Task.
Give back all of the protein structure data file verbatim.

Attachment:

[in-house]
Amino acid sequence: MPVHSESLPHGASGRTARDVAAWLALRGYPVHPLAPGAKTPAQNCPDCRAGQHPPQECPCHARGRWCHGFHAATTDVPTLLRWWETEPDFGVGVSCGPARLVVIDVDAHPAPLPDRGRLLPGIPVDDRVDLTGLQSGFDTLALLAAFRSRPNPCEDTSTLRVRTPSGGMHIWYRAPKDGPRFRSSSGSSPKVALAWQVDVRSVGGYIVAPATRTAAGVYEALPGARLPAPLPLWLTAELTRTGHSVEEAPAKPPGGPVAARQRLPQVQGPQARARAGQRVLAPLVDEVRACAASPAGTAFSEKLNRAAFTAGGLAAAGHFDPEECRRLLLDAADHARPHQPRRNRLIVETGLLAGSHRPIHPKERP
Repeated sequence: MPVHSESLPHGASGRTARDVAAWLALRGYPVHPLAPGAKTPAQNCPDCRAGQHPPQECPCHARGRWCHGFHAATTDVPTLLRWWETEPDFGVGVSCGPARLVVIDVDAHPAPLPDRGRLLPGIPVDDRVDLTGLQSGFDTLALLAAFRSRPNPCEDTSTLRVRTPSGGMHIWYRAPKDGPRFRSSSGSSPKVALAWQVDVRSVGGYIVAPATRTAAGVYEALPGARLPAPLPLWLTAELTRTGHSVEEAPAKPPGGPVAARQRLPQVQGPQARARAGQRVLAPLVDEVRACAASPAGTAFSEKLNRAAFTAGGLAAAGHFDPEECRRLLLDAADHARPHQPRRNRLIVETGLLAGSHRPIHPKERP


[in-house]
Amino acid sequence: MPVHSESLPHGASGRTARDVAAWLALRGYPVHPLAPGAKTPAQNCPDCRAGQHPPQECPCHARGRWCHGFHAATTDVPTLLRWWETEPDFGVGVSCGPARLVVIDVDAHPAPLPDRGRLLPGIPVDDRVDLTGLQSGFDTLALLAAFRSRPNPCEDTSTLRVRTPSGGMHIWYRAPKDGPRFRSSSGSSPKVALAWQVDVRSVGGYIVAPATRTAAGVYEALPGARLPAPLPLWLTAELTRTGHSVEEAPAKPPGGPVAARQRLPQVQGPQARARAGQRVLAPLVDEVRACAASPAGTAFSEKLNRAAFTAGGLAAAGHFDPEECRRLLLDAADHARPHQPRRNRLIVETGLLAGSHRPIHPKERP
Repeated sequence: MPVHSESLPHGASGRTARDVAAWLALRGYPVHPLAPGAKTPAQNCPDCRAGQHPPQECPCHARGRWCHGFHAATTDVPTLLRWWETEPDFGVGVSCGPARLVVIDVDAHPAPLPDRGRLLPGIPVDDRVDLTGLQSGFDTLALLAAFRSRPNPCEDTSTLRVRTPSGGMHIWYRAPKDGPRFRSSSGSSPKVALAWQVDVRSVGGYIVAPATRTAAGVYEALPGARLPAPLPLWLTAELTRTGHSVEEAPAKPPGGPVAARQRLPQVQGPQARARAGQRVLAPLVDEVRACAASPAGTAFSEKLNRAAFTAGGLAAAGHFDPEECRRLLLDAADHARPHQPRRNRLIVETGLLAGSHRPIHPKERP